Small House of Everything

Small House of Everything

Thursday, December 3, 2020


 World's Best Science Fiction:  1965, edited by Donald A. Wollheim and Terry Carr (1965)

In the beginning there was Everett F. Bleiler and T. E. Dikty, who introduced the concept of a "Best of the Year" anthology to the science fiction field with their Best Science Fiction Stories series that began in 1949 and continued through 1958, with Dikty compiling the last three volumes as Best Science Fiction Stories and Novels (skipping publishing a volume in 1957); Bleiler and Dikty had also edited The Year's Best Science Fiction Novels from 1953 to 1954.  Bleiler and Dikty had opened the floodgates but those gates opened ever so slowly.

August Derleth's 1954 Portals of Tomorrow was an attempt to begin another best of the year anthology; there was not a second volume.  1956 saw the publication of S-F:  The Year's Greatest Science-Fiction and Fantasy, the first of 12 volumes (under various titles, and skipping 1967) edited by Judith Merril.  Merril's anthologies had the advantage of both having regular paperback editions and a sophisticated editorial taste, becoming the gold standard in the field.  Then came Donald A. Wollheim and Terry Carr in 1965.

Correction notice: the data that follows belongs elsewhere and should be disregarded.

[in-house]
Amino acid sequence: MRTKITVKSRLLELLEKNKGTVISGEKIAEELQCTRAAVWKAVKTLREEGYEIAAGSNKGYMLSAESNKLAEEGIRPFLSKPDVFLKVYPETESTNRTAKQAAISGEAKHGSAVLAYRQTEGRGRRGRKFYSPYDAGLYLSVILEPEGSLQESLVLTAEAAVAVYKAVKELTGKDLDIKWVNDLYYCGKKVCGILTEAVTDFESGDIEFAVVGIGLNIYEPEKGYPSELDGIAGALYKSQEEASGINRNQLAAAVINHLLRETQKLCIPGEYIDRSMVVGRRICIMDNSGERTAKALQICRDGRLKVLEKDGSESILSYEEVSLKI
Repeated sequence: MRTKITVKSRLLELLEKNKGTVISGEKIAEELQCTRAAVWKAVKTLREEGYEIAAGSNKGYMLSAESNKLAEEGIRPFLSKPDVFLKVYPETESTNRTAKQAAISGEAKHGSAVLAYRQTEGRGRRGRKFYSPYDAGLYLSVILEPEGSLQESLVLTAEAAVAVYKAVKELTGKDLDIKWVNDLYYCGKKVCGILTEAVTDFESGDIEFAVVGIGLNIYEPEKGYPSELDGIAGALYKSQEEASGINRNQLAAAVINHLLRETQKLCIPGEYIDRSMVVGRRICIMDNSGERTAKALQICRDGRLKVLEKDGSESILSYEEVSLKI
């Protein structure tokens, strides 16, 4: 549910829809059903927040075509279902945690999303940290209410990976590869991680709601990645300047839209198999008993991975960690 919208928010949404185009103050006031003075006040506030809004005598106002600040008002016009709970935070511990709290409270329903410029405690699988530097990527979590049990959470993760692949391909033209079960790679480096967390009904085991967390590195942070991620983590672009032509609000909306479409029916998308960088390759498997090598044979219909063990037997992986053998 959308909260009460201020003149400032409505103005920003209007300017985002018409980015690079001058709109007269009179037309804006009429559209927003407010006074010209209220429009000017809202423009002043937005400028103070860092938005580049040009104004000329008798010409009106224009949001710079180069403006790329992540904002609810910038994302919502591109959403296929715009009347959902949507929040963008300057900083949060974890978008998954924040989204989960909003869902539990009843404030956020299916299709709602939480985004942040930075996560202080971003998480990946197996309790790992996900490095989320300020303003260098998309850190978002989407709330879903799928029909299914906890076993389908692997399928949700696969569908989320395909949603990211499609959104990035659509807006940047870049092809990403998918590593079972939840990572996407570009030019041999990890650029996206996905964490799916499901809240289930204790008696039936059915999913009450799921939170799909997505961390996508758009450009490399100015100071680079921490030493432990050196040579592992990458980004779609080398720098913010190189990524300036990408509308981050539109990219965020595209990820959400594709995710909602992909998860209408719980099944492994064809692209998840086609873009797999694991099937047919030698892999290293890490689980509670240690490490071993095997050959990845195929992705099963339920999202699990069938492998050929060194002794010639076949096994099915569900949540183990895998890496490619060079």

Wollheim was a major force in the SF field beginning with his teen years as a member of the legendary Futuriana.  He wrote short stories and novels, edited a slew of magazines, and, most importantly, was an editor at wo major paperback publishing houses, first Avon Books, then Ace Books.  At Ace he was responsible for publishing some of the most noteworthy authors of the 50s and 60s, as well as reprinting a number of "Golden Age" science fiction novels that would otherwise have been lost to time.  Much of his Ace line was dreck, but among the dreck were some shining novels.  Perhaps the best thing that happened to Wollheim and Ace Books was the hiring of Terry Carr as an editor.  Carr was responsible for, among other things, the legendary Ace Science Fiction Special line, which help elevate the science field greatly.   Wollheim and Carr combined their talents and tastes in seven best of the year anthologies.  After which, Wollheim left Ace to found DAW Books and to continue his best of the year anthologies with Arthur Saha, ending in 1990 with Wollheim's death.  Carr went on to edited his own best of the year series (as well as two volumes of The Best Sf Novellas of the Year, 1979-1980, and five volumes of The Year's Finest Fantasy/Fantasy Annual, 1978-1982, skipping 1980) for 16 years from 1972 to 1987, ending with Carr's death.  And what about Ace Books?  When Wollheim and Carr left the company, Fredrik Pohl was tapped to continue their series, which he did for one year, followed by Forrest Ackerman, who also edited the series for a year.  Lester del Rey then cam on board for a five-year stint with a retitled Best Science Fiction Stories of the Year series; Gardner Dozois carried the series on for another four years, ending in 1981.  Dozois went on to edited his storied The Year's Best Science Fiction for thirty-five years, beginning in 1984.